The thinking, or lack of it, behind this game is visible in blue pencil.  From this scribble, an elephant emerges in full color.  I guess, it was intended to be a combination ring-toss and balancing game.  When enough rings are tossed onto the elephant’s trunk, he tips over, catapulting the monkey, and possibly kicking a clown.  I didn’t show this sketch to anyone.
          Here’s another obscure concept  that was clearly going nowhere.  When enough rings are tossed on the monkeys tail it breaks off.  Err, I mean, it triggers the rubber band powered canon to fire, sending the cardboard daredevil inside to fly into the air.  This failed attempt had "impossible," written all over it!  And so, another bad idea was eliminated.  Who said inventing games was easy?
         I took this next concept more seriously; serious enough to mock it up.  Looking at it now, I can’t remember what I was thinking.  This was another circus game that clearly involved tipping teeter totters and tossing rings.
          “Don’t Upset The Cart!”  This was another name that led to a game.  It was clearly inspired by "Don’t Tip The Waiter!"  Thinking this would actually work spectacularly, defied the laws of gravity.  Attention Walmart Shoppers!
         The next idea was an instant loser.  Grossly over produced, I instantly rejected it.  I forget what it was called.
          They say that mediocre minds think alike.  Years later, I was amazed to discover that someone had essentially the same idea as mine.  And Penguin Pile-Up became a genuine three dimensional game.  I think this game was intended to be played, in the bathtub: not something that could be done with cardboard, anyway.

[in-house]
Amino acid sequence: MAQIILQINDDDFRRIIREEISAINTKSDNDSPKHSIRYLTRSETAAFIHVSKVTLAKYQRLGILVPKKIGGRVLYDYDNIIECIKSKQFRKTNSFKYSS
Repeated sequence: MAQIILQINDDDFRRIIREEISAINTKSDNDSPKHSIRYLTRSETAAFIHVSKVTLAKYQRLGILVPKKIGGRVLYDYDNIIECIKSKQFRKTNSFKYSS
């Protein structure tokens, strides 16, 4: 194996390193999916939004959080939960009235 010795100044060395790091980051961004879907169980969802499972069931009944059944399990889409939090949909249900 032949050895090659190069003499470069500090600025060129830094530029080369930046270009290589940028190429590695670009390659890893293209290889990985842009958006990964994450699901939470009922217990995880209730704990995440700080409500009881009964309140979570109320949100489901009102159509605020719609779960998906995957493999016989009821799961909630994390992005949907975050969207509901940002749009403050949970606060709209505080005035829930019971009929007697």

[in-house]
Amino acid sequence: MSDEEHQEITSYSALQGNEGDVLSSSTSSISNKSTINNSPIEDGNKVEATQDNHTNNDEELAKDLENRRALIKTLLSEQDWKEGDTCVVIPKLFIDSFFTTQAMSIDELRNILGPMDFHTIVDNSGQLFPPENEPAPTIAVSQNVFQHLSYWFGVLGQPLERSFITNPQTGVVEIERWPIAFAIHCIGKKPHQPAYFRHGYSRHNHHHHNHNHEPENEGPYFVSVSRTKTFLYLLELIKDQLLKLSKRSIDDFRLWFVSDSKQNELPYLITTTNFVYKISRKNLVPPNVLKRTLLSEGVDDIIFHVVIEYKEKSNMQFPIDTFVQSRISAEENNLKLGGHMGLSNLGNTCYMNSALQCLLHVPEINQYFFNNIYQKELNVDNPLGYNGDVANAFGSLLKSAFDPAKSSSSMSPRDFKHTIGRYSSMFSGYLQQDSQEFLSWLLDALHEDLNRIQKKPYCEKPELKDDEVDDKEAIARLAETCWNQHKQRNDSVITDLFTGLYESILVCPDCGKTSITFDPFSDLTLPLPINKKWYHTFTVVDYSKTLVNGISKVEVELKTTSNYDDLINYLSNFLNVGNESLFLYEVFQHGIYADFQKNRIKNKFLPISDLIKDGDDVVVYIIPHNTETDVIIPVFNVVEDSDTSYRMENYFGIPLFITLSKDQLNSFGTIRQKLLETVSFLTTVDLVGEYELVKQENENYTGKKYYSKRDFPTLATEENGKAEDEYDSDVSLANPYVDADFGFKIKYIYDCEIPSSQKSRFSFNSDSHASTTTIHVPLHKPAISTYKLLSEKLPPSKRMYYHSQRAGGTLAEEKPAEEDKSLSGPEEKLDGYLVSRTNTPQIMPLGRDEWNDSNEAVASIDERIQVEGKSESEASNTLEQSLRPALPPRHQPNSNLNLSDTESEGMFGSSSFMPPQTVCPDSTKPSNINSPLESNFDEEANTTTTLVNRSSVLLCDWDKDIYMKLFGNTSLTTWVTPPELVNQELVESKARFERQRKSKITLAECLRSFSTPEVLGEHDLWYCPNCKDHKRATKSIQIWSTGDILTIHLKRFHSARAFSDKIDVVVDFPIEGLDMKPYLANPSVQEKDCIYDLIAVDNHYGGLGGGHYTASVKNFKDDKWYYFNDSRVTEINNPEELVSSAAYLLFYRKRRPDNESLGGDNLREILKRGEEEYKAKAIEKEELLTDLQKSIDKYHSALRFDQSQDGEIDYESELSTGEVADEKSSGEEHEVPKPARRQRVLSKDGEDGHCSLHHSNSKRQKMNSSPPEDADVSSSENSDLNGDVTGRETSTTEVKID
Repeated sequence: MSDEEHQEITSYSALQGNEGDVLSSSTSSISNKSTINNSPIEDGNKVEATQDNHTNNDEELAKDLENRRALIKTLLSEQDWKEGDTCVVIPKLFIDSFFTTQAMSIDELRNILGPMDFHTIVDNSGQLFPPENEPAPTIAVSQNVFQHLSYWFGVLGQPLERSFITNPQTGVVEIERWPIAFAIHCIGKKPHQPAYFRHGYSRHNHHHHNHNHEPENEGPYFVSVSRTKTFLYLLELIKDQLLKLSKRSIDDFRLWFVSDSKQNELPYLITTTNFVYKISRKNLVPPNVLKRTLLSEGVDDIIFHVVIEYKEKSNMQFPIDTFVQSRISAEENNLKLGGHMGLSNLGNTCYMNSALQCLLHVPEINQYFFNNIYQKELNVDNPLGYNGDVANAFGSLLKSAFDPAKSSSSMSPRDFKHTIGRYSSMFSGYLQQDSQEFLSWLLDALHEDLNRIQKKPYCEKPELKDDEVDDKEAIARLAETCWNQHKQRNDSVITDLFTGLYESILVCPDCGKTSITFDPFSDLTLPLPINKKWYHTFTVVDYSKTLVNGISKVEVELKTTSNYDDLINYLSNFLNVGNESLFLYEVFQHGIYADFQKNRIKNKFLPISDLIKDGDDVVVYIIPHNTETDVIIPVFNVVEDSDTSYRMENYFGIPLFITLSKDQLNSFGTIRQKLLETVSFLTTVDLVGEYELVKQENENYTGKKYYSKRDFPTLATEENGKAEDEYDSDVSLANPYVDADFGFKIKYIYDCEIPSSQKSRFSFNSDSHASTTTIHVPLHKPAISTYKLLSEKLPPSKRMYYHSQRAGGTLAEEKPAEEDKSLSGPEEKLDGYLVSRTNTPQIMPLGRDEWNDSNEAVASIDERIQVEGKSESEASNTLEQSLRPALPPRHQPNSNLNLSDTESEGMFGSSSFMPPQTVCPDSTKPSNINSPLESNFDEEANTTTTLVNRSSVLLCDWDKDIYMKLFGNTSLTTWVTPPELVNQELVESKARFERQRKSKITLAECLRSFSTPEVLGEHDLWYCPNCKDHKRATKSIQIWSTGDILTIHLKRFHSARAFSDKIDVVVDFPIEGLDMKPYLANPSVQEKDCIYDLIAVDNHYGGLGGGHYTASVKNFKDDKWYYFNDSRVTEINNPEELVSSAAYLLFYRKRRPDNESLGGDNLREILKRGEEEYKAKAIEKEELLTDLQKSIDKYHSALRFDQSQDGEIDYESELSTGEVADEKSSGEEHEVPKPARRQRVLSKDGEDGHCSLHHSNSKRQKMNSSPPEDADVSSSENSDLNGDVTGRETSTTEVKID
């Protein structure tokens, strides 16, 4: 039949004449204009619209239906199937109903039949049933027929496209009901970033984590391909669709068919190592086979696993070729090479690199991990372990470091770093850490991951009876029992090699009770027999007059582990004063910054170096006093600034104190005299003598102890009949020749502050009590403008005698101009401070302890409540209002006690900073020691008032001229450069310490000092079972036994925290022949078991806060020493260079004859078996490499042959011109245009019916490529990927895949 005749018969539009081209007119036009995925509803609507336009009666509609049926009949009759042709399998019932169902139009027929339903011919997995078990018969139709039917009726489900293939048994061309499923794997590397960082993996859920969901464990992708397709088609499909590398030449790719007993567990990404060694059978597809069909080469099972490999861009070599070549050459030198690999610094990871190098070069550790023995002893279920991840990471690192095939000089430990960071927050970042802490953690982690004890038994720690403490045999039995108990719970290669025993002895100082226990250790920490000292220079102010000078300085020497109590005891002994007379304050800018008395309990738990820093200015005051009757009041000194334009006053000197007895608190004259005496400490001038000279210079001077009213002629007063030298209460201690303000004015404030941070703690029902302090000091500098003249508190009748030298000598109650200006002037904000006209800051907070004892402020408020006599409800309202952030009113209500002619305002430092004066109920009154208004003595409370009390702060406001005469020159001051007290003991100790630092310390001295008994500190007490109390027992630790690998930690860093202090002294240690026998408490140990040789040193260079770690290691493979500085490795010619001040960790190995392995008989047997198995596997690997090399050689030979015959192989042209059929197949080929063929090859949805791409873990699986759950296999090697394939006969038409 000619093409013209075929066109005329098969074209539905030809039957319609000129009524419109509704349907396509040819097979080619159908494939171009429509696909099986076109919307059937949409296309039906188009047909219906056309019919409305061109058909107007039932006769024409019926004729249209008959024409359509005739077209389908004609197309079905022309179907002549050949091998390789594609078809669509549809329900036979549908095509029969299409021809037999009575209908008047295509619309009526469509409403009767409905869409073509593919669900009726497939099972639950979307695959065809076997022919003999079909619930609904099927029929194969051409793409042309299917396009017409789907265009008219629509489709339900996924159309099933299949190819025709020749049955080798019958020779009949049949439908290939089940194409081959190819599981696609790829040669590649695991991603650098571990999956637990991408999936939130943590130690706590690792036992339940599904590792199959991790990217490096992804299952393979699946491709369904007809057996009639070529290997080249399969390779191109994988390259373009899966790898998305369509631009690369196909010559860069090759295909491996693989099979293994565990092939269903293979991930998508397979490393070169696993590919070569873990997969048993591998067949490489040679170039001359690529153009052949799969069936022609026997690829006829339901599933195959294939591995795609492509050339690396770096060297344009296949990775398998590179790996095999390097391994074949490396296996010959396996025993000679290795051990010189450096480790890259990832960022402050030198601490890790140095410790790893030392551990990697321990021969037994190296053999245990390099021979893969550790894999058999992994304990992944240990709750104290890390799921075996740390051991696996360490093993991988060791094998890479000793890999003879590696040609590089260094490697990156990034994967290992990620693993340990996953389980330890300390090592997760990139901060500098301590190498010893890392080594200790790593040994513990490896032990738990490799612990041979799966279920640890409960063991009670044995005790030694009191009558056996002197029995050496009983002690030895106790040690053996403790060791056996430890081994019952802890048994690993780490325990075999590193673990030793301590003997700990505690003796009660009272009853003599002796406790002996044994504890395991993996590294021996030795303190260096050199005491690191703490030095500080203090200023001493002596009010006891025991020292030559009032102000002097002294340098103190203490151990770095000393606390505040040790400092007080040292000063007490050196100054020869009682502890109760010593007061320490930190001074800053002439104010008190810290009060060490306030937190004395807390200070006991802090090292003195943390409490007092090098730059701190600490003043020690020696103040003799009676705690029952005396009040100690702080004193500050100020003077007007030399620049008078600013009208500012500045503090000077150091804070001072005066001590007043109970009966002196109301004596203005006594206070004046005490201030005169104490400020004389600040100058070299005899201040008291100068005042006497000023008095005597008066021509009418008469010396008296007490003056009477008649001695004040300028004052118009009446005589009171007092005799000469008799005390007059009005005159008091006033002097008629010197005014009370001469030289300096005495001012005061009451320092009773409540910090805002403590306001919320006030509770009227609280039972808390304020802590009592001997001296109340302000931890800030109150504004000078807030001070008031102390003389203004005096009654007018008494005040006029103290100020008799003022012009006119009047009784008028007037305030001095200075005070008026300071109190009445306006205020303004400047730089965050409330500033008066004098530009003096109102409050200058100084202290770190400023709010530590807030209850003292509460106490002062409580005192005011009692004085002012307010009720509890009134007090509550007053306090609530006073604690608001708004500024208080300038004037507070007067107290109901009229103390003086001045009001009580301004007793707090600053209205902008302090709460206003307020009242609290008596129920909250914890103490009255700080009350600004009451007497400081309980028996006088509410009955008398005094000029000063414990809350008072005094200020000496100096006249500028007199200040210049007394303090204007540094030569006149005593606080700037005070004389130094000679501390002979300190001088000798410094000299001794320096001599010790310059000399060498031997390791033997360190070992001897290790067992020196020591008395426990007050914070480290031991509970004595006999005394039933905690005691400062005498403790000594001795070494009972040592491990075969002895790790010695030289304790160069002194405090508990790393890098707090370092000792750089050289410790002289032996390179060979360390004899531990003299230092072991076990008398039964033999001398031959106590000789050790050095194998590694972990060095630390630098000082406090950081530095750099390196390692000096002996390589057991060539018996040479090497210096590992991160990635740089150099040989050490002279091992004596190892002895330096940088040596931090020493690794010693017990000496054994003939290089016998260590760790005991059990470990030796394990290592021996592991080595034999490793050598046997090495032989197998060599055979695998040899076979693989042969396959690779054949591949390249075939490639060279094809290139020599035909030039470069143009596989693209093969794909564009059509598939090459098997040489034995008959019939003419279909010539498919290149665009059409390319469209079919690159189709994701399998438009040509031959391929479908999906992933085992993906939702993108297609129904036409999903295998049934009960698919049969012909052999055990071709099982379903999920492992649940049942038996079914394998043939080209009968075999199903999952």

“U-F-OW!”  I really liked that name!  I believe this was a balancing game, in which the players had to balance their aliens on the flying saucer, without  tipping it over.  Of course, this was just the germ of an idea.  It needed further work. I also liked the comment, “Take Me To Your Ladder!”  It suggested, perhaps, a more amusing game.
         “Kissy Kissy” “The kissing Booth Game” was far too controversial, as well as too complex and impractical.  Nonetheless, I liked it a lot.  It was based on a phenomena I found fascinating as a kid, the kind of carnival booth, in which a thousand prizes were hanging from the ceiling, each supposedly attached to a jumble of identical strings.  For a price, one got to pull a string and, hopefully, get a decent  prize.  This game was intended to operate the same way.  Each player would pull a string, and the kisser that popped up would be a surprise.  Depending on who or what popped up, the player would, either get a Colorforms vinyl plastic kiss, or a Stick-On Band-Aid.